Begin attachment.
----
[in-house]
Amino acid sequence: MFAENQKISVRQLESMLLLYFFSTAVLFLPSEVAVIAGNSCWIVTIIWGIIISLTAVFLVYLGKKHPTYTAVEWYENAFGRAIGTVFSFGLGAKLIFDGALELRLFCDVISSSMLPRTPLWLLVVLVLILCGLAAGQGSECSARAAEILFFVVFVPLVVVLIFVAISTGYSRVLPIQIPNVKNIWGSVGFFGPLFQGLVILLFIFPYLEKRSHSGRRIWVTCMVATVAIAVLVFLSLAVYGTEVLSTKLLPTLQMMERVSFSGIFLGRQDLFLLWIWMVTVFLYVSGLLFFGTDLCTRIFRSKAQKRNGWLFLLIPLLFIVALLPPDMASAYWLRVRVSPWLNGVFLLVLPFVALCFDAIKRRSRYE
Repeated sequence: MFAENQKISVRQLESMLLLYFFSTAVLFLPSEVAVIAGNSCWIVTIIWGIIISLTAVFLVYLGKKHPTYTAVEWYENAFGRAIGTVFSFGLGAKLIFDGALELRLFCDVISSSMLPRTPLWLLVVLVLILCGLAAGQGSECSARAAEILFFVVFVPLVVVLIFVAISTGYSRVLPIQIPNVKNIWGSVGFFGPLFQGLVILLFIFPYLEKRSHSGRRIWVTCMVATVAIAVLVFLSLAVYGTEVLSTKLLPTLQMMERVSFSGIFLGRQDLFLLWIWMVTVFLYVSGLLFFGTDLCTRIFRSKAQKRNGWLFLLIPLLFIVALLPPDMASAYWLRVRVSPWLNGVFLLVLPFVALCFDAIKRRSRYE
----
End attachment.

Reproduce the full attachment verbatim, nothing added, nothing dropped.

[in-house]
Amino acid sequence: MFAENQKISVRQLESMLLLYFFSTAVLFLPSEVAVIAGNSCWIVTIIWGIIISLTAVFLVYLGKKHPTYTAVEWYENAFGRAIGTVFSFGLGAKLIFDGALELRLFCDVISSSMLPRTPLWLLVVLVLILCGLAAGQGSECSARAAEILFFVVFVPLVVVLIFVAISTGYSRVLPIQIPNVKNIWGSVGFFGPLFQGLVILLFIFPYLEKRSHSGRRIWVTCMVATVAIAVLVFLSLAVYGTEVLSTKLLPTLQMMERVSFSGIFLGRQDLFLLWIWMVTVFLYVSGLLFFGTDLCTRIFRSKAQKRNGWLFLLIPLLFIVALLPPDMASAYWLRVRVSPWLNGVFLLVLPFVALCFDAIKRRSRYE
Repeated sequence: MFAENQKISVRQLESMLLLYFFSTAVLFLPSEVAVIAGNSCWIVTIIWGIIISLTAVFLVYLGKKHPTYTAVEWYENAFGRAIGTVFSFGLGAKLIFDGALELRLFCDVISSSMLPRTPLWLLVVLVLILCGLAAGQGSECSARAAEILFFVVFVPLVVVLIFVAISTGYSRVLPIQIPNVKNIWGSVGFFGPLFQGLVILLFIFPYLEKRSHSGRRIWVTCMVATVAIAVLVFLSLAVYGTEVLSTKLLPTLQMMERVSFSGIFLGRQDLFLLWIWMVTVFLYVSGLLFFGTDLCTRIFRSKAQKRNGWLFLLIPLLFIVALLPPDMASAYWLRVRVSPWLNGVFLLVLPFVALCFDAIKRRSRYE